Commerce nominee Wilbur Ross

Sullivan heaped praises on Ross during his nomination hearing Wednesday, noting his work investing in the faltering U.S. steel industry.

The senator questioned Ross on his self-proclaimed favorite topic: slow growth of the nation's gross domestic product during the Obama administration.

"President Obama's going to be the first president never to hit 3 percent GDP growth ever in a year," Sullivan said, asking if Ross agrees lower GDP growth is "the new normal … or can we get back to traditional levels of American growth, and if so how do we do that?"

"I think we can," Ross said. And if the economy doesn't grow faster, Ross wouldn't keep his position long "because the president-elect won't put up with it," he said.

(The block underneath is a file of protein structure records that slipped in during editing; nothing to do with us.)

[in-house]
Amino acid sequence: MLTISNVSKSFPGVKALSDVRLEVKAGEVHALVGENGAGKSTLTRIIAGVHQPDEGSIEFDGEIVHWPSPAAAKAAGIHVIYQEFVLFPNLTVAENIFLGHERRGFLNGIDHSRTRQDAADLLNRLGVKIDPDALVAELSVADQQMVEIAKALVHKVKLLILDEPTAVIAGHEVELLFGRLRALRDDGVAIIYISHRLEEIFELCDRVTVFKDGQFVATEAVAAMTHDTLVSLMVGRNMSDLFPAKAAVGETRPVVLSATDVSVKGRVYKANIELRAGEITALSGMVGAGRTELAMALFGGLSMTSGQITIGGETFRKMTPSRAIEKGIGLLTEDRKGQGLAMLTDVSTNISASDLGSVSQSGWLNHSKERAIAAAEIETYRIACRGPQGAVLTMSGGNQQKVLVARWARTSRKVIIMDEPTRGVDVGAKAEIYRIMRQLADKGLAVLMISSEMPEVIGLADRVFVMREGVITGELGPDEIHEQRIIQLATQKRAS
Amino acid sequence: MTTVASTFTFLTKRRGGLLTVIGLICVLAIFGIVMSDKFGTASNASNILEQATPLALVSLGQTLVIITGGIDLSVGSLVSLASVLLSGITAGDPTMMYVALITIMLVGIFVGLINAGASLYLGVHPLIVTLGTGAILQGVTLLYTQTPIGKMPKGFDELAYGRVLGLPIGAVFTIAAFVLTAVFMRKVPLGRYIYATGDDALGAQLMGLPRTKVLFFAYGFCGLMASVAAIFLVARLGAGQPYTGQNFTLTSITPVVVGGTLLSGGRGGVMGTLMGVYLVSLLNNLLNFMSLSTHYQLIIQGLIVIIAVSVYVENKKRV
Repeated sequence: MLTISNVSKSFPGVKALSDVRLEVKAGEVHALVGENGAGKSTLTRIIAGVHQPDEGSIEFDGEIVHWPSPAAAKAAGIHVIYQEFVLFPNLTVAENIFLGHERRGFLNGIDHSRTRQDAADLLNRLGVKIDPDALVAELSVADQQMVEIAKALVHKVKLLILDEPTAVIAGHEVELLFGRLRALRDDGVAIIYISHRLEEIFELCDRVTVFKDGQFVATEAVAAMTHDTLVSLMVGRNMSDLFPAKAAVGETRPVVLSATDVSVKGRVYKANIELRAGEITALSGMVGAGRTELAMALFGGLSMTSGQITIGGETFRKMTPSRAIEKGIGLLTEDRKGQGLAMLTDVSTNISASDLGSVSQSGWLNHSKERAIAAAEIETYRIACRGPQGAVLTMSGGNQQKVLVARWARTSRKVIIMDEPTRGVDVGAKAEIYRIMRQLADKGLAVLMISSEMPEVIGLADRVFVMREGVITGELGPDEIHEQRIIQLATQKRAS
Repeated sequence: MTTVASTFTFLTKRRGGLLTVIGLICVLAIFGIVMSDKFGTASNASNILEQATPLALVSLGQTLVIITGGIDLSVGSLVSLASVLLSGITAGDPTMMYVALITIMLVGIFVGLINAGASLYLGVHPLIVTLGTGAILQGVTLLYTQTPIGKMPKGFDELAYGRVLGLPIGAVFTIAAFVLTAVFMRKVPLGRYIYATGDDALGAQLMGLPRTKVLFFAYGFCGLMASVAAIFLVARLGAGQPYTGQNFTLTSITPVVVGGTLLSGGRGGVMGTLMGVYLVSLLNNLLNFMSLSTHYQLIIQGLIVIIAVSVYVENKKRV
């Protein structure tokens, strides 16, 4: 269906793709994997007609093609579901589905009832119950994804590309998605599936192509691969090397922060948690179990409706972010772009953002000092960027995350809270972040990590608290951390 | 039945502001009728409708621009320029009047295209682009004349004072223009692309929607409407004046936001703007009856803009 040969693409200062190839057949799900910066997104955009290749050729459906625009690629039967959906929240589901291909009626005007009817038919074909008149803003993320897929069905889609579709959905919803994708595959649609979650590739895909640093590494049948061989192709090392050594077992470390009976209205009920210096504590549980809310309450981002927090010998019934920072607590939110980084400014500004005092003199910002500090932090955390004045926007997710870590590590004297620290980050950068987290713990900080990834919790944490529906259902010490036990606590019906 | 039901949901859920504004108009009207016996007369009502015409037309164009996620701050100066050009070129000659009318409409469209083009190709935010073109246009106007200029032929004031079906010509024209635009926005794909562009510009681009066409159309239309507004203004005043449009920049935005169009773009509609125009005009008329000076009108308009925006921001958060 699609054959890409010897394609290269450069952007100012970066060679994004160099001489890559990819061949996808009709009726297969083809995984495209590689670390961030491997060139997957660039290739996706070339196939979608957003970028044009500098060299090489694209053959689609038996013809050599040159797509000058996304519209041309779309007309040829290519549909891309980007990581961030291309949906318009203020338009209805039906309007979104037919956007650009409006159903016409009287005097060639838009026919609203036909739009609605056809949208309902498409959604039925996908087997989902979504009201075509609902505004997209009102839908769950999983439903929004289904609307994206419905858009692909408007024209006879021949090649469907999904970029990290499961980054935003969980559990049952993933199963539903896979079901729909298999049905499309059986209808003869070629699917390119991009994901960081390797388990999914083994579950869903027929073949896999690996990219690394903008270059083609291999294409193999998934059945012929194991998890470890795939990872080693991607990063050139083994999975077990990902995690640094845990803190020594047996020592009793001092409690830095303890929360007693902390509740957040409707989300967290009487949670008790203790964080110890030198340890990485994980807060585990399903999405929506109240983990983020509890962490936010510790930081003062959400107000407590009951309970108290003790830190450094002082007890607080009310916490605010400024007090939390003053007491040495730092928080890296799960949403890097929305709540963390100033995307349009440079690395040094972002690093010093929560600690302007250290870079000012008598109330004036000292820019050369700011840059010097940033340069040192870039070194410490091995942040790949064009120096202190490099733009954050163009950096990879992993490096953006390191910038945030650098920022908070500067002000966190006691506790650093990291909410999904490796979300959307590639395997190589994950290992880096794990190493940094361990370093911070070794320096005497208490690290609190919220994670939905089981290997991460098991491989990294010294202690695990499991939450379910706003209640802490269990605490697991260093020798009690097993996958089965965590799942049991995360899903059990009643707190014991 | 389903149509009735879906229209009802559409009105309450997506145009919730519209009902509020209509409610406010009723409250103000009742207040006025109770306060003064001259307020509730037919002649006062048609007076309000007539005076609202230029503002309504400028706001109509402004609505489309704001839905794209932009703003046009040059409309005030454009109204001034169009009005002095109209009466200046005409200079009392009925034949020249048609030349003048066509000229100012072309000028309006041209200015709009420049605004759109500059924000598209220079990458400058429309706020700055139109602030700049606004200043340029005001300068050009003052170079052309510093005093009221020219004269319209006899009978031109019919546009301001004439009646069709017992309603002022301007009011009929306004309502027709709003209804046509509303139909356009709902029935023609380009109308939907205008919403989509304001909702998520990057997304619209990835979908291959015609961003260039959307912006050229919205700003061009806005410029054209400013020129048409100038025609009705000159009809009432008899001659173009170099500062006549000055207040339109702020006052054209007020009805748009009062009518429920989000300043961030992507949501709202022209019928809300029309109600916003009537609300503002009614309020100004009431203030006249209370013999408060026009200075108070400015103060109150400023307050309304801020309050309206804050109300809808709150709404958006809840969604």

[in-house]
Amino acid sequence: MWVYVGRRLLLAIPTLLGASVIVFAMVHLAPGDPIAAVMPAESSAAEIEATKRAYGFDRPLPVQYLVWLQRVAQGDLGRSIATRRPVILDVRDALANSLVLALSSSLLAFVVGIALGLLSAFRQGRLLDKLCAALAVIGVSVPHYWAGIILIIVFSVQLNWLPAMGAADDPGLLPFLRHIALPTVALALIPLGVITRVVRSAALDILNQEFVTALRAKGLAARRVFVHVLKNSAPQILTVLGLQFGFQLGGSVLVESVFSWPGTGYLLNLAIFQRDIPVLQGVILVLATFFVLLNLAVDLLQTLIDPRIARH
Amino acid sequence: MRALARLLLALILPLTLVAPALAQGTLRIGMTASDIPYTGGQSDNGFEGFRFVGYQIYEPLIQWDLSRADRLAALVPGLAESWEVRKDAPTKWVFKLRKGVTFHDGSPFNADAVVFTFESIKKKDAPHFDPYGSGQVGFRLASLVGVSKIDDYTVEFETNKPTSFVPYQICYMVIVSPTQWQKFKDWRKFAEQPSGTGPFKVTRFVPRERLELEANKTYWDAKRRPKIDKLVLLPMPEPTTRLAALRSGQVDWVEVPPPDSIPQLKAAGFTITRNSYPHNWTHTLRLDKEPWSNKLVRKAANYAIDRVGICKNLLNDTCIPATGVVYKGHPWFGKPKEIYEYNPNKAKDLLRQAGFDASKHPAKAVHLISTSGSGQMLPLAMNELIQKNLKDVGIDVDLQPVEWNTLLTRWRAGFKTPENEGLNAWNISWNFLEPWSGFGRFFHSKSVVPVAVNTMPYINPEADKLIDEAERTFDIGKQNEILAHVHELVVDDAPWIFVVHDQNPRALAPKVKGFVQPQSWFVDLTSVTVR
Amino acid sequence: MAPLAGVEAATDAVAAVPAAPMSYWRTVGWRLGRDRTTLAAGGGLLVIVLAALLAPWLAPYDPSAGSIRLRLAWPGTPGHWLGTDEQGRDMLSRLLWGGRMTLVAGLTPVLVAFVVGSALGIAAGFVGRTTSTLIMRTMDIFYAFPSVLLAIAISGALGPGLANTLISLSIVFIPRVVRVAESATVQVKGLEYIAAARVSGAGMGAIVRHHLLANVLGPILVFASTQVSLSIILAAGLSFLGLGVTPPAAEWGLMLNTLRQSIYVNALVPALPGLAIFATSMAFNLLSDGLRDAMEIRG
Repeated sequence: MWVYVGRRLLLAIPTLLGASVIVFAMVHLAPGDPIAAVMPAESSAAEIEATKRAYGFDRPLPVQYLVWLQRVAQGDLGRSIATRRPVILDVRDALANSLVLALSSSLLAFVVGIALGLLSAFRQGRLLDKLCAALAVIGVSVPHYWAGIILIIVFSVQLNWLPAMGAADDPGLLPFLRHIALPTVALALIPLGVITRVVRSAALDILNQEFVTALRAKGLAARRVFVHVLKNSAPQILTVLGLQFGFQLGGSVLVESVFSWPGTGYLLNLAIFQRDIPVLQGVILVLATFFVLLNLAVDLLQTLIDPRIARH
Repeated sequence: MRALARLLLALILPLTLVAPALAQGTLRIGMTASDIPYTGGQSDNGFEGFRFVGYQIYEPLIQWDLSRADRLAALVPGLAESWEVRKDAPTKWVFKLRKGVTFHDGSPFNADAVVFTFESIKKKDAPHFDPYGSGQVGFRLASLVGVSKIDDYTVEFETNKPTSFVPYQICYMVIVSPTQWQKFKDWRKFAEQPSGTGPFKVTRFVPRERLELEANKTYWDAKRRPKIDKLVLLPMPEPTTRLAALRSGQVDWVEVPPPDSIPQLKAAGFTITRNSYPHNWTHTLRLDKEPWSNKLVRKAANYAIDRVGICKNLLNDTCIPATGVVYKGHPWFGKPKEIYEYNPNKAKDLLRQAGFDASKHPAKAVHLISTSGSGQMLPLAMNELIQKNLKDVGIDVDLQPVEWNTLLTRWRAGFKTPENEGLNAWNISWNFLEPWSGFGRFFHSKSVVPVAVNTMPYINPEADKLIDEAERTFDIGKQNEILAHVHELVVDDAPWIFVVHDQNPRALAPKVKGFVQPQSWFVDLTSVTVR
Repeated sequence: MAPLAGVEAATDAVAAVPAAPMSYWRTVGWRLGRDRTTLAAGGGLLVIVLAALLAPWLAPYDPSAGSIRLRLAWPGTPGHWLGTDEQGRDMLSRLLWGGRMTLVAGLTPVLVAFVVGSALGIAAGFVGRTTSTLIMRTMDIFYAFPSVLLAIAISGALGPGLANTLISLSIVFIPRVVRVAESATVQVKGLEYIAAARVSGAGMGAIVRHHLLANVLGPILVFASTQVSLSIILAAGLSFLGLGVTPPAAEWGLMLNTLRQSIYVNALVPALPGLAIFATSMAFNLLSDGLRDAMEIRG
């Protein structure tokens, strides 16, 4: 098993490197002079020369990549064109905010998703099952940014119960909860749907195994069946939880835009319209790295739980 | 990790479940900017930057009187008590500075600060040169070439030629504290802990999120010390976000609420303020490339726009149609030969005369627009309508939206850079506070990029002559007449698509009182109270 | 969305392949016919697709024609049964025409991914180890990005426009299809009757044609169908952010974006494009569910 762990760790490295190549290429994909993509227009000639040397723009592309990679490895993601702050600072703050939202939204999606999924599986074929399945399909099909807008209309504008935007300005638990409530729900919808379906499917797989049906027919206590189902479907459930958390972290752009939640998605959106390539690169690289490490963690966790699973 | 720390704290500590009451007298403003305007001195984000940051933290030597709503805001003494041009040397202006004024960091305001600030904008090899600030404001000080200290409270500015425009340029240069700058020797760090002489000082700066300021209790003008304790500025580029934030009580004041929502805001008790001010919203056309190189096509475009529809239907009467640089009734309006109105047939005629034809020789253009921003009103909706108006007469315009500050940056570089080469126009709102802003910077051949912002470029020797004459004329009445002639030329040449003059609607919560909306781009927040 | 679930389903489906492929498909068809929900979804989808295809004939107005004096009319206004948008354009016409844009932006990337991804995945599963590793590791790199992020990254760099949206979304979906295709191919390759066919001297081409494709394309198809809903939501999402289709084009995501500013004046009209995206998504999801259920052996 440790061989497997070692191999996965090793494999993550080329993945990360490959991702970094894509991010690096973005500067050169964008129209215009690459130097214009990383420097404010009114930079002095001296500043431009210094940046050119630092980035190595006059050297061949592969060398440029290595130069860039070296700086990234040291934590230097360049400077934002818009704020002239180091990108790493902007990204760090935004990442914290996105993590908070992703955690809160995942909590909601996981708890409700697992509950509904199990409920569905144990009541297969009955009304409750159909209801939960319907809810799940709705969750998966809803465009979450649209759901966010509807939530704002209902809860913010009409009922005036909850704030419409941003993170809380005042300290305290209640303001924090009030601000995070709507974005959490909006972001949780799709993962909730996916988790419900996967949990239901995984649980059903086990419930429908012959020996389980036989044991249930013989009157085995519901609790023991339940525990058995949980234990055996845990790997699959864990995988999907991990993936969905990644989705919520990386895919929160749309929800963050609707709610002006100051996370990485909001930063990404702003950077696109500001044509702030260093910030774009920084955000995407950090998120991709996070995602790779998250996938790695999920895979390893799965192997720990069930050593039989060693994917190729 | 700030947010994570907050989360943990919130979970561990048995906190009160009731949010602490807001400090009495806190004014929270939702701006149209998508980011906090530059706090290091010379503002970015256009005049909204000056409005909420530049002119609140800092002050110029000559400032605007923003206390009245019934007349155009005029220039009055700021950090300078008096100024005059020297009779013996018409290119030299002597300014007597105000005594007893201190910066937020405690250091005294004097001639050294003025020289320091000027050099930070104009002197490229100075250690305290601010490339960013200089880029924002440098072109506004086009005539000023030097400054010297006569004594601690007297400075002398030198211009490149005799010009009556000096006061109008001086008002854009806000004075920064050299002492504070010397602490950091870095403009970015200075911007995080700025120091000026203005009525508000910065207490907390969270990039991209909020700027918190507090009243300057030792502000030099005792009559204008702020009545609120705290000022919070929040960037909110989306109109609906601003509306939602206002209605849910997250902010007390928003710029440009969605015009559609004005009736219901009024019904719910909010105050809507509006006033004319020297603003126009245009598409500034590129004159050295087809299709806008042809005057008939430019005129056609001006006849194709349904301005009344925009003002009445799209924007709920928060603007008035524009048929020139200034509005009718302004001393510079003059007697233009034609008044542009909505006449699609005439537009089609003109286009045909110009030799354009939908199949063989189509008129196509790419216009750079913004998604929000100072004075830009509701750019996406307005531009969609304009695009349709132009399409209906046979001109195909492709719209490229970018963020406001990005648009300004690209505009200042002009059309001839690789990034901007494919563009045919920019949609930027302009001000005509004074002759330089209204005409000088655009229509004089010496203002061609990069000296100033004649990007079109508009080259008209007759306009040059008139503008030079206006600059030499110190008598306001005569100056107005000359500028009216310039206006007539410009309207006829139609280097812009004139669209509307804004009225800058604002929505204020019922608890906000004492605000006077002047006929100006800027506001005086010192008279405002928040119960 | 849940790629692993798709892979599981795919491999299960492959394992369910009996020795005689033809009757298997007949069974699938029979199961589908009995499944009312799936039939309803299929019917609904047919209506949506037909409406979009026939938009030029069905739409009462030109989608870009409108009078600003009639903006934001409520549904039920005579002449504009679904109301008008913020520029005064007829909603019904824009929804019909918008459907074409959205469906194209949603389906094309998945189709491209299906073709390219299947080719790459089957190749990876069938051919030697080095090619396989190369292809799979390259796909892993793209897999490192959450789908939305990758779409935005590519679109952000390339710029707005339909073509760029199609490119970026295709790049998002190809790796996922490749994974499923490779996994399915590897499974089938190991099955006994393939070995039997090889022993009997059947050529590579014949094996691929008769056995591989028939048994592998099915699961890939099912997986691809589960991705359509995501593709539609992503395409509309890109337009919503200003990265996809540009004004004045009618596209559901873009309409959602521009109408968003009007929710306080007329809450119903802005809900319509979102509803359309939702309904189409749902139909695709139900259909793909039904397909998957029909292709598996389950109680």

Ross urged reduction of inhibiting regulations, boosting energy production, increasing exports and investing in infrastructure.

Sullivan also urged Ross to focus on keeping "fisheries well-managed" through the Commerce Department.

Ross noted in return he was mindful of a private conversation he had with Sullivan "about king crabs coming in from Russia as part of our trade problem, and I assure you that too will be something I'll look into if confirmed."

Sullivan pressed Ross on whether he would allow tariffs, which the senator said "would seem to me to be about as anti-growth as possible."

Ross was not definitive in his answer, but said he would encourage clear guidelines for renegotiating trade deals.